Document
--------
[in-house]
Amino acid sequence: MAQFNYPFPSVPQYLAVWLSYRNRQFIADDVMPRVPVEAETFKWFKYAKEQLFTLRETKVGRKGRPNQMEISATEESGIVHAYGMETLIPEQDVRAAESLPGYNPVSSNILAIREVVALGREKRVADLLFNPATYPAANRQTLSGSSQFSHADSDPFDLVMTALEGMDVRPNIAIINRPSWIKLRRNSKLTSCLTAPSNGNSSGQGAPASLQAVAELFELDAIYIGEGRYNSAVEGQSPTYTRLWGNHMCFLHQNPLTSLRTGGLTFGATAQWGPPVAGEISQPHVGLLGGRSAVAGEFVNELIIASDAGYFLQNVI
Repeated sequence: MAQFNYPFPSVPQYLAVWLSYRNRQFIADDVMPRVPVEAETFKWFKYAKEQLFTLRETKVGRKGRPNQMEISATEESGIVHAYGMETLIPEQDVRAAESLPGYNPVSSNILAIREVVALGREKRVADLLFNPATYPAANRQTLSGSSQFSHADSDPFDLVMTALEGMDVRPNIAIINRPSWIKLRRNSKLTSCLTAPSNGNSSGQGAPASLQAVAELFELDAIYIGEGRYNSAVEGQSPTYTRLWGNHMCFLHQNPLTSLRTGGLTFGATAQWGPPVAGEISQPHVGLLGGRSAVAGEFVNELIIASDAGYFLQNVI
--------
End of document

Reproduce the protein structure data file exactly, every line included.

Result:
[in-house]
Amino acid sequence: MAQFNYPFPSVPQYLAVWLSYRNRQFIADDVMPRVPVEAETFKWFKYAKEQLFTLRETKVGRKGRPNQMEISATEESGIVHAYGMETLIPEQDVRAAESLPGYNPVSSNILAIREVVALGREKRVADLLFNPATYPAANRQTLSGSSQFSHADSDPFDLVMTALEGMDVRPNIAIINRPSWIKLRRNSKLTSCLTAPSNGNSSGQGAPASLQAVAELFELDAIYIGEGRYNSAVEGQSPTYTRLWGNHMCFLHQNPLTSLRTGGLTFGATAQWGPPVAGEISQPHVGLLGGRSAVAGEFVNELIIASDAGYFLQNVI
Repeated sequence: MAQFNYPFPSVPQYLAVWLSYRNRQFIADDVMPRVPVEAETFKWFKYAKEQLFTLRETKVGRKGRPNQMEISATEESGIVHAYGMETLIPEQDVRAAESLPGYNPVSSNILAIREVVALGREKRVADLLFNPATYPAANRQTLSGSSQFSHADSDPFDLVMTALEGMDVRPNIAIINRPSWIKLRRNSKLTSCLTAPSNGNSSGQGAPASLQAVAELFELDAIYIGEGRYNSAVEGQSPTYTRLWGNHMCFLHQNPLTSLRTGGLTFGATAQWGPPVAGEISQPHVGLLGGRSAVAGEFVNELIIASDAGYFLQNVI